Using a merge queue

You can increase development velocity by enabling merge queues for pull requests in your repository.

People with admin permissions can configure merge queues for pull requests targeting selected branches of a repository.

Note: The pull request merge queue feature is currently in limited public beta and subject to change. Organizations owners can request early access to the beta by joining the waitlist.

About pull request merge queue

Merge queues for pull requests can increase the rate at which pull requests are merged into a busy default branch, whilst ensuring that CI checks pass.

Merge queues use GitHub Actions. For more information about actions, see "GitHub Actions."

Once a pull request has passed any required checks and approvals, a contributor with write access can add the pull request to the merge queue. The queue then creates a temporary branch with that pull request and any pull requests ahead of it in the queue, and triggers any required continuous integration (CI) checks.

The merge queue creates temporary preparatory branches to validate pull requests against the latest version of the base branch. To ensure that GitHub validates these preparatory branches, you may need to update your CI configuration to trigger builds on branch names starting with gh-readonly-queue/{base_branch}.

For example, with GitHub Actions, adding the following trigger to a workflow will cause the workflow to run when any push is made to a merge queue preparatory branch that targets main.

on:
  push:
    branches:
    - main
    - gh-readonly-queue/main/**

Once CI checks pass, GitHub merges the pull request by fast-forwarding the default branch. The merge queue will use merge commits if the "Require linear history" branch protection setting is turned off, and the "Rebase and merge" method otherwise.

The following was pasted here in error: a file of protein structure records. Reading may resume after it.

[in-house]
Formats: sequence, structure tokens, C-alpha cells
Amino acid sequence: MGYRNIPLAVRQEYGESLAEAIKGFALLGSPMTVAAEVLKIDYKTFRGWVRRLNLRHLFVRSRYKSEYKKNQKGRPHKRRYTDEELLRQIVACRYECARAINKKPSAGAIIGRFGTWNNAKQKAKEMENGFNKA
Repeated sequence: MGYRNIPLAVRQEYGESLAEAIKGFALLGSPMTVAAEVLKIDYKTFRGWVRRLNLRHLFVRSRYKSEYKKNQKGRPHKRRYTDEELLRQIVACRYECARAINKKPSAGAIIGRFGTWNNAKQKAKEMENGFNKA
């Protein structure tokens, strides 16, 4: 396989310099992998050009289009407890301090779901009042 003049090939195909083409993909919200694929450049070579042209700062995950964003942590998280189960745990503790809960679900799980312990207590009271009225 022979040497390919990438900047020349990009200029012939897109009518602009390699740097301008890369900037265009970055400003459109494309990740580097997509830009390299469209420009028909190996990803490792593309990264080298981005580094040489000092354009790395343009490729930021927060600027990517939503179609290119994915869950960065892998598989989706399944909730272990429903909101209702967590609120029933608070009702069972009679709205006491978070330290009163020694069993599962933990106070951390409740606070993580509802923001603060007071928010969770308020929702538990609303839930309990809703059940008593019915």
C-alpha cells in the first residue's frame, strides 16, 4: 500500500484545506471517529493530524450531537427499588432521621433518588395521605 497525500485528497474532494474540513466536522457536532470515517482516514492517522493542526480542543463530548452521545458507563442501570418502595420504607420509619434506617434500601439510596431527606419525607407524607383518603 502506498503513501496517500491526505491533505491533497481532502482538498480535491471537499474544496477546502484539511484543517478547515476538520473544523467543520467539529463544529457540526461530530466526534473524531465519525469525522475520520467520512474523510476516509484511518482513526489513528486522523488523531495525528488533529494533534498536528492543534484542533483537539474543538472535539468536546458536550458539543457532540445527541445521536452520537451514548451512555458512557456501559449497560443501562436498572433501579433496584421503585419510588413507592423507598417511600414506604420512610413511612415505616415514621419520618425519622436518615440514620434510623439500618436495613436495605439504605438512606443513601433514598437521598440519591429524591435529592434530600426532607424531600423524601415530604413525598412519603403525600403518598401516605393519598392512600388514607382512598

For information about merge methods, see "About pull request merges." For information about the "Require linear history" branch protection setting, see "About protected branches."

Note: During the beta, there are some limitations when using the merge queue:

  • The merge queue cannot be enabled on branch protection rules using wildcards (*) in the name.
  • There is no support for squash merge commits. (Only merge commits and "rebase and merge" commits are supported.)

If there are failed status checks or conflicts with the base branch, GitHub will remove the pull request from the queue. The pull request timeline will display the reason why the pull request has been removed from the queue.

Managing pull request merge queue

Repository administrators can configure merge queues for pull requests targeting selected branches of a repository. The requirement to use a merge queue is a branch protection setting called "Require merge queue" that can be enabled in branch protection rules.

For information about how to enable the merge queue protection setting, see "Managing a branch protection rule."

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